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Same old, same old: Forest Service favors industry, not forests

Published August 21, 2007 9:32 am
This is an archived article that was published on sltrib.com in 2007, and information in the article may be outdated. It is provided only for personal research purposes and may not be reprinted.

Same old rule, same threat to our forests.

As George W. Bush's time in office winds down, his people in the Forest Service seem determined to do as much damage as possible to rules that protect wildlife, clean water and the intrinsic beauty of the forests that belong to all Americans.



After losing a court battle in March over a rule revision that favored Bush's friends in the logging, mining and energy-extraction industries, the agency is floating a barely changed version of the same rule and says it will go into effect after a cursory public comment period.

The rule change was adopted by the Forest Service in 2005 with no environmental evaluation and no public input. A federal district court judge ruled that the process violated the requirements set down in the National Environmental Policy Act, the Endangered Species Act and the Administrative Procedures Act.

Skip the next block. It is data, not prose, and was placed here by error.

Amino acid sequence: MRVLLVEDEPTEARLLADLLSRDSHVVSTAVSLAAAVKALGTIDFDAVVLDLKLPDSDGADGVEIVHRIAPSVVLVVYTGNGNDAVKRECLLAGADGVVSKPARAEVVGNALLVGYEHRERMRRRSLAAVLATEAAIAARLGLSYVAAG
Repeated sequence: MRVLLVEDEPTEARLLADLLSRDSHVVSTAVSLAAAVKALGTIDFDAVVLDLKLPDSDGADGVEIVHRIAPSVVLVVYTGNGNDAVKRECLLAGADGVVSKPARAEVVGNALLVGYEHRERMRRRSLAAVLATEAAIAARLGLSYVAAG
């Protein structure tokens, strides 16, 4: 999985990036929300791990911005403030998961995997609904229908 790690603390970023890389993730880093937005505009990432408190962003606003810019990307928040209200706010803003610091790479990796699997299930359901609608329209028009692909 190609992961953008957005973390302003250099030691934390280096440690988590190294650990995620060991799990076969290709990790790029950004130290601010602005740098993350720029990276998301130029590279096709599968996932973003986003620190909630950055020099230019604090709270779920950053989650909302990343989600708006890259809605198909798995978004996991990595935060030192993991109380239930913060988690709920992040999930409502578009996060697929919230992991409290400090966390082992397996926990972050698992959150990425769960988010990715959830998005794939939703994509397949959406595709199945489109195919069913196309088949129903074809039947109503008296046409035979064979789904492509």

So the Forest Service has drafted an environmental impact statement with five alternatives, none of which vary in substance from the 2005 rule. One of those will be adopted following a 60-day comment period. The Forest Service says its decision will not be subject to judicial review. But it will undoubtedly be challenged again in court, as it should be.

The agency is simply presenting the appearance of following the letter of the law without changing its goal to avoid the substance of environmental protections.

The rule gives broad authority to local Forest Service managers to largely ignore environmental impacts when it decides to allow clear-cutting of forests, mining near streams and commercial activities that disrupt wildlife habitat and migratory routes.

The rule would allow environmental rules to be bent in favor of industry at the expense of publicly owned forests and cut the time for environmental review of such commercial activities by several years.

Courts have slapped the hands of the Bush Forest Service several times for trying to undermine environmental laws. Yet it pushes forward with only one goal: to open access to our forests, the last bastions of solitude and quiet beauty, to industry's noise, pollution and degradation.

The environmental watchdogs who won this battle in March should take it on again. We can't afford to lose this war.

 

 

 

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